Pumpkin Soup

Piping, hot soup and crisp fall days are made for each other - and rich pumpkin soup is the crown prince of autumn.

By FamilyTime


Smooth, creamy, hot, and mildly spicy with an underlying sweetness, homemade pumpkin soup is a treasured rite of passage every fall. At no other time of year does it taste so right, so vital, so necessary for our overall well being.

Pumpkins are a symbol of the American autumn - we see them piled in crates at farm stands, nestled amid dry stalks of corn and bales of hay in fall harvest displays, and carved and illuminated for Halloween night.

Nothing symbolizes the brisk days of fall, the changing leaves, and the bright sun better than a deep orange pumpkin. After an invigorating walk, an afternoon raking leaves, or an ambitious bike ride, treat yourself and your family to pumpkin soup.

Making Pumpkin Soup
The simplest pumpkin soup is made with canned pumpkin puree. When you buy this product, make sure you purchase plain puree - you do not want spiced pumpkin pie filling.

Canned pumpkin should be whisked into hot chicken broth (again, you can make a delicious soup using canned broth rather than homemade stock) that has been pureed with sautéed onions. Once the pumpkin is added to the soup, stir in milk, cream, and then season the soup with cinnamon, ginger, and salt and pepper. You're done!

There are numerous variations on the above formula, and as you make the soup, you will come up with your own favorites. Some cooks like to add sweet carrots, sautéing and pureeing them with the onions. Others like to add apples, a splash of sherry, or a pinch of cayenne.

Pumpkin Soup from Scratch
If you want to make pumpkin soup starting with a pumpkin, go for it! Buy small, sweet sugar pumpkins rather than gigantic jack o'lanterns.

A five- to six-pound pumpkin produces about 4 cups of puree, more than enough for most soup recipes (freeze any leftovers to use in pies or muffins).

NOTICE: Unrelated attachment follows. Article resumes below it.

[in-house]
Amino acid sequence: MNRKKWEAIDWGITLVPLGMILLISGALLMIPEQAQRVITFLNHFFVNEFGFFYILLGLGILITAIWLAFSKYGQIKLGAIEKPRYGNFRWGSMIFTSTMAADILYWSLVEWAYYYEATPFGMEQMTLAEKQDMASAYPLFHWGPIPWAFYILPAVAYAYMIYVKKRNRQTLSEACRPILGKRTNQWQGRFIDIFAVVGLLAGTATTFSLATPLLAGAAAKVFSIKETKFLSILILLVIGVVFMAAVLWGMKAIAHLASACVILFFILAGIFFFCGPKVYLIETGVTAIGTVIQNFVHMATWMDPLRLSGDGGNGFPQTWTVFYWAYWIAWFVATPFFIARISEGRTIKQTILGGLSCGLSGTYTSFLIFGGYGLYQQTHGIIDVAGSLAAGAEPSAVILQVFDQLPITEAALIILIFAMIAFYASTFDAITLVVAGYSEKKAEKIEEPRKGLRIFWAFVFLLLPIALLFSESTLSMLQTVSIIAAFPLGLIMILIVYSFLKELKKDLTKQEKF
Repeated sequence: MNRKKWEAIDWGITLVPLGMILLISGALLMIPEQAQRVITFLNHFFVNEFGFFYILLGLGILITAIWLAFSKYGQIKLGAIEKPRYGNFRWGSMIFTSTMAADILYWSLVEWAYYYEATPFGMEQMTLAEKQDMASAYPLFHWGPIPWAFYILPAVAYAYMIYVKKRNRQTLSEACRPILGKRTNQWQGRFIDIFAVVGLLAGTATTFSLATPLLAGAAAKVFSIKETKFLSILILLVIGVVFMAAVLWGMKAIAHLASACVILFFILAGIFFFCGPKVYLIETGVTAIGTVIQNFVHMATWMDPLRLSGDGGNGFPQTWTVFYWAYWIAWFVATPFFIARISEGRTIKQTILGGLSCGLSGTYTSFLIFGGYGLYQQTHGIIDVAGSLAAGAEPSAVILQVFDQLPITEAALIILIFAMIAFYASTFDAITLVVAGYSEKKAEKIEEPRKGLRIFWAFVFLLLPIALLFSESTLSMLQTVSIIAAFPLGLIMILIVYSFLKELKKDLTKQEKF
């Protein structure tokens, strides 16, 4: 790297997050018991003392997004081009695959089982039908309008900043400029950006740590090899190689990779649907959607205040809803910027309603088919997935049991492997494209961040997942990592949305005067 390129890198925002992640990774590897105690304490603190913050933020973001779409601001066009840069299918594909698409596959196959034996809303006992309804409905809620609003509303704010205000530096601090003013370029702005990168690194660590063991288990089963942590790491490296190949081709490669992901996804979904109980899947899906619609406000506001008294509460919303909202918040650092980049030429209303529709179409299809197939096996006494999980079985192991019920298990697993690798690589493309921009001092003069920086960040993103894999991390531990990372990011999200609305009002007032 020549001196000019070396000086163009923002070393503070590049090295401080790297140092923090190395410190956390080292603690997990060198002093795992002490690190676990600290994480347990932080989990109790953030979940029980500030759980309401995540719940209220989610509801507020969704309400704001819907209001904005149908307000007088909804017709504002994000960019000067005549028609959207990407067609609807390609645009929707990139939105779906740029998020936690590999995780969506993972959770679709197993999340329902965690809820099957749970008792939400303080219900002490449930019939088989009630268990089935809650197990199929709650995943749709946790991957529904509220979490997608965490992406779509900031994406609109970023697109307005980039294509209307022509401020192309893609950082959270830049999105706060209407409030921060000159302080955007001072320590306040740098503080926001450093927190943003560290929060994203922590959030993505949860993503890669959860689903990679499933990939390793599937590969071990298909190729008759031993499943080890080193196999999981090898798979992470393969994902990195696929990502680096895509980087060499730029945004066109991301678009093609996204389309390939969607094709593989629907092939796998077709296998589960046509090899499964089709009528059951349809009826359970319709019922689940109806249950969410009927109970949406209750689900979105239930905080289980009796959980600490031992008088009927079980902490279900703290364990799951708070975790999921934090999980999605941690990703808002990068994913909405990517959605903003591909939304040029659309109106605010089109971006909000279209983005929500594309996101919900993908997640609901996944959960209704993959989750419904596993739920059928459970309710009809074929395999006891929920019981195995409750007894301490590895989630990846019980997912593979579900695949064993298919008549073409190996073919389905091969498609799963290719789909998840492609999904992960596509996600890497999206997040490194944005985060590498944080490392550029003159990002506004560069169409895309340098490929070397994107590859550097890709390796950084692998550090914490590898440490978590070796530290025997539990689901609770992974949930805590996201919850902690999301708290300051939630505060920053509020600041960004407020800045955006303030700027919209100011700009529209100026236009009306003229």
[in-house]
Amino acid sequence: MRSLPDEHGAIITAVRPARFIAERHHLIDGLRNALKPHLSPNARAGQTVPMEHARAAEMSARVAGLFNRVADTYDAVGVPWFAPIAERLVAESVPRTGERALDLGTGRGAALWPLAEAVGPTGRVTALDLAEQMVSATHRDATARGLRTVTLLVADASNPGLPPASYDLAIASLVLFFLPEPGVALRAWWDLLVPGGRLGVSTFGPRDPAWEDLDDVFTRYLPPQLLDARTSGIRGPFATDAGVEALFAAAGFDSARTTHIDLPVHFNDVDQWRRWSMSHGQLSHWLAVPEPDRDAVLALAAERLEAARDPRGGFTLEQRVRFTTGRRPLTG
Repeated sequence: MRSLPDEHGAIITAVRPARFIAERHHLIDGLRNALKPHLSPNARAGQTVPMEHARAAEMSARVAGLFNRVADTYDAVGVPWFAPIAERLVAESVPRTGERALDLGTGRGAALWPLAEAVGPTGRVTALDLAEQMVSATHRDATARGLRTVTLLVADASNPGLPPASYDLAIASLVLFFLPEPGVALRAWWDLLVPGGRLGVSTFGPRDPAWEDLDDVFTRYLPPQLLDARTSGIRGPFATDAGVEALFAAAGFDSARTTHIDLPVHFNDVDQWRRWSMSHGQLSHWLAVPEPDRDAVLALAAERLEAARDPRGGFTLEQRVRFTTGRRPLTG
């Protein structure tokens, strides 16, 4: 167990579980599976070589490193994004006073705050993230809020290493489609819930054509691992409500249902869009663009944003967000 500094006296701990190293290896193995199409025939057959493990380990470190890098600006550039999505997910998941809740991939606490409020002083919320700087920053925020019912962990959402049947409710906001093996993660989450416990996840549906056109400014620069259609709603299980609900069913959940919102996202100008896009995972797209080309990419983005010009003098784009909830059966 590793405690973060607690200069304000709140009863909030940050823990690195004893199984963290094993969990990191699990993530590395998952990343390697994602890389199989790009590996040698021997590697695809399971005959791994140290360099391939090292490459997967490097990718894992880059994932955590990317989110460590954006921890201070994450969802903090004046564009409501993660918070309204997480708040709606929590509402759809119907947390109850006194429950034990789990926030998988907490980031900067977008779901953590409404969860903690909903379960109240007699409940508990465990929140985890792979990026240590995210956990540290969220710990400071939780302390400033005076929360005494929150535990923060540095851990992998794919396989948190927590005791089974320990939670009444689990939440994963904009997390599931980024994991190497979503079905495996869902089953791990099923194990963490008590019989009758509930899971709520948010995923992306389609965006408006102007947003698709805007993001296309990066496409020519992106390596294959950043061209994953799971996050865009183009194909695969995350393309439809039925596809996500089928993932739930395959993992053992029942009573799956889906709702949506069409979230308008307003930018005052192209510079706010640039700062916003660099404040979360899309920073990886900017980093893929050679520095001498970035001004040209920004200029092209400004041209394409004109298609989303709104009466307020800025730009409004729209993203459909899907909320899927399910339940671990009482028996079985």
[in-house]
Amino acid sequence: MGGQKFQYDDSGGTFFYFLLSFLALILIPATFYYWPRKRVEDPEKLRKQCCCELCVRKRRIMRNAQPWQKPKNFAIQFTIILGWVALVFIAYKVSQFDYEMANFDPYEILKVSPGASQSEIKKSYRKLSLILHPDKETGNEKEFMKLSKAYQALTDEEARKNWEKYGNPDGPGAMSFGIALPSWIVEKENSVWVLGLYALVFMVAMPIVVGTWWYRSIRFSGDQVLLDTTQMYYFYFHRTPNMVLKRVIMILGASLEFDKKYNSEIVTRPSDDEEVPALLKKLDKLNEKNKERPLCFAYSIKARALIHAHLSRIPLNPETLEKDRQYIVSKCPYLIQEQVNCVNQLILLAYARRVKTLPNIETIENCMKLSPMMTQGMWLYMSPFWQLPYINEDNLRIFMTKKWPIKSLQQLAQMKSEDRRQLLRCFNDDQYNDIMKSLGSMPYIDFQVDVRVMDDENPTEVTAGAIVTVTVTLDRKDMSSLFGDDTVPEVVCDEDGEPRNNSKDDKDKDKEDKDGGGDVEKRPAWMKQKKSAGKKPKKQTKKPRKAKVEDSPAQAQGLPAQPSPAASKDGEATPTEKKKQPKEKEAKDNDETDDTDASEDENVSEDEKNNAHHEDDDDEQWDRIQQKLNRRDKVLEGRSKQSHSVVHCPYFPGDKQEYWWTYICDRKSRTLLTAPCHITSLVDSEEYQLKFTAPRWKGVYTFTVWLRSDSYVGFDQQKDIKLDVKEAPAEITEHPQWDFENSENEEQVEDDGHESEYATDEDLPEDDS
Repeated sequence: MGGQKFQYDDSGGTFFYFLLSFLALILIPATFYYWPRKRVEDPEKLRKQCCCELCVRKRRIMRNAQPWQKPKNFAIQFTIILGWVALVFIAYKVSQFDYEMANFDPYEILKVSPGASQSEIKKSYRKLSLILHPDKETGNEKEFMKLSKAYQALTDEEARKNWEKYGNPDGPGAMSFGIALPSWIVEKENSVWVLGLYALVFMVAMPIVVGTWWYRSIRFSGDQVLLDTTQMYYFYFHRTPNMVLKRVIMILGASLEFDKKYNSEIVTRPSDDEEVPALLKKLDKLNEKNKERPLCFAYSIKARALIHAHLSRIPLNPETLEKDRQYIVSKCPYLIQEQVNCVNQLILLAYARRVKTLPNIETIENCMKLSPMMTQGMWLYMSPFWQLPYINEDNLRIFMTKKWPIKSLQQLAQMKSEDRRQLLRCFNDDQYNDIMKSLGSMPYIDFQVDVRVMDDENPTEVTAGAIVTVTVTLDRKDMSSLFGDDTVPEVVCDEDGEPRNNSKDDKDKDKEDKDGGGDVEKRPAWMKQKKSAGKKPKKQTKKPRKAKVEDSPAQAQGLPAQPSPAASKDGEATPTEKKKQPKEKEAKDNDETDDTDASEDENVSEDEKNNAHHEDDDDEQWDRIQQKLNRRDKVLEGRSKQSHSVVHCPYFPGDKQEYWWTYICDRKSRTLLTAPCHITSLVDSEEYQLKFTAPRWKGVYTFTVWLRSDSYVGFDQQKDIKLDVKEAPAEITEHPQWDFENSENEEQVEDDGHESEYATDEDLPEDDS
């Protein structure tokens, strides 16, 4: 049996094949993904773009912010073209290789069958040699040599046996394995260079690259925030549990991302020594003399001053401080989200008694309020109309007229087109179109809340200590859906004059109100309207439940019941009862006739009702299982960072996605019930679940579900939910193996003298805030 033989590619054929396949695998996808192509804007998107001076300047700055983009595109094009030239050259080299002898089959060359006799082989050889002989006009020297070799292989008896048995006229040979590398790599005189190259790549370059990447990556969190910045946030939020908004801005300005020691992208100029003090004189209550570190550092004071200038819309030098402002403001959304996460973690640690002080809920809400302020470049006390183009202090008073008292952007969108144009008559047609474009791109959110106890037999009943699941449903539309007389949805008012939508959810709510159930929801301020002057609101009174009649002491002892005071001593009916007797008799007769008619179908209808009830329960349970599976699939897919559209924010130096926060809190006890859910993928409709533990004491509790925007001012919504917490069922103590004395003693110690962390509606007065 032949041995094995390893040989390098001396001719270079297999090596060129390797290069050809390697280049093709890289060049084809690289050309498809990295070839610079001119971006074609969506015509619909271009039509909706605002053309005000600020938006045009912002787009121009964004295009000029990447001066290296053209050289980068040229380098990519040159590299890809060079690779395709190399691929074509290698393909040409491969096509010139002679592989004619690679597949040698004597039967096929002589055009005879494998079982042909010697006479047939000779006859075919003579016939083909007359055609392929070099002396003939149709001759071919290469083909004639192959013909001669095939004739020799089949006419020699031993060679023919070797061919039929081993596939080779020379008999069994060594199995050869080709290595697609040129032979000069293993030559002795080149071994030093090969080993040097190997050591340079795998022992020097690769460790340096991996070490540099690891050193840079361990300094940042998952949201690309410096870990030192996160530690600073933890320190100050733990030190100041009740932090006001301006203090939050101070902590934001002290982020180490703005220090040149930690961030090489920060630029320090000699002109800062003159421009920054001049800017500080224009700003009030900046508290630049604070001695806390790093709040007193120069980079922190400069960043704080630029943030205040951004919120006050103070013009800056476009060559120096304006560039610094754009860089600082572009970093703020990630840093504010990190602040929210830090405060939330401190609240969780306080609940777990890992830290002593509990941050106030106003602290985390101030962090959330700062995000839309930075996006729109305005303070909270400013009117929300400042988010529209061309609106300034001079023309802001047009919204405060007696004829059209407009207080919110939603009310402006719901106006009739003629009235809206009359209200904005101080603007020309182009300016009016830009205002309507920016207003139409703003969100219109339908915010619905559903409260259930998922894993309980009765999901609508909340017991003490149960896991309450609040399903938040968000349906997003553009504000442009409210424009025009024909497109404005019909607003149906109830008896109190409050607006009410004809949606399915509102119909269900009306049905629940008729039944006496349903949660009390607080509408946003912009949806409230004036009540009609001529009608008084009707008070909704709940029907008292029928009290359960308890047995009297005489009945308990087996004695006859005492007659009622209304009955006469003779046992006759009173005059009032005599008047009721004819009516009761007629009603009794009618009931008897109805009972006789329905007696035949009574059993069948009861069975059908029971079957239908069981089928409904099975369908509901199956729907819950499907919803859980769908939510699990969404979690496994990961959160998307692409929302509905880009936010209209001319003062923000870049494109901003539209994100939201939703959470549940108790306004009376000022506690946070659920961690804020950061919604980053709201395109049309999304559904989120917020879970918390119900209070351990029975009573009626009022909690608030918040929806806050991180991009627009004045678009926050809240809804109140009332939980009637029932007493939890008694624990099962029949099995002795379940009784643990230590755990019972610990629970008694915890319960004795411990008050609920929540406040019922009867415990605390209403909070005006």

Cut the pumpkin open, scoop out the seeds and strings, and then slice the pumpkin into large pieces. Lay the pieces, skin-side up, in an oiled baking pan, add a little water, and cover the pan with foil. Roast the pumpkin pieces at 400°F. for 35 to 40 minutes, or until soft.

When the pumpkin is cool, scoop out the flesh and discard the shells.

You can also steam the pumpkin pieces by setting them over a few inches of boiling water and steaming them for 30 to 40 minutes.

If you have a pressure cooker, cook one-inch pieces with 1 ½ cups of water at 15 pounds of pressure for about 12 minutes. Cool the cooker immediately.

Mash the cooked pumpkin with a fork before whisking it into the soup pot. When all the ingredients (onions, broth, water, milk, cream, and seasonings) are combined, puree the hot soup in a blender or food processor. Do so in batches, pouring each one into the same large pot.

Adjust the seasonings, heat the soup until steaming hot, and enjoy a taste of autumn.

Other winter squashes, such as butternut, hubbard, and acorn, all can be made into creamy soups in a similar way.

A Final Flourish
Consider serving hot pumpkin soup in scooped out pumpkin shells. Buy small pumpkins, scoop and clean them, and then ladle hot soup into them. Set the shells in shallow bowls in case they leak.

It's also fun to garnish pumpkin soup with freshly roasted and salted pumpkin seeds.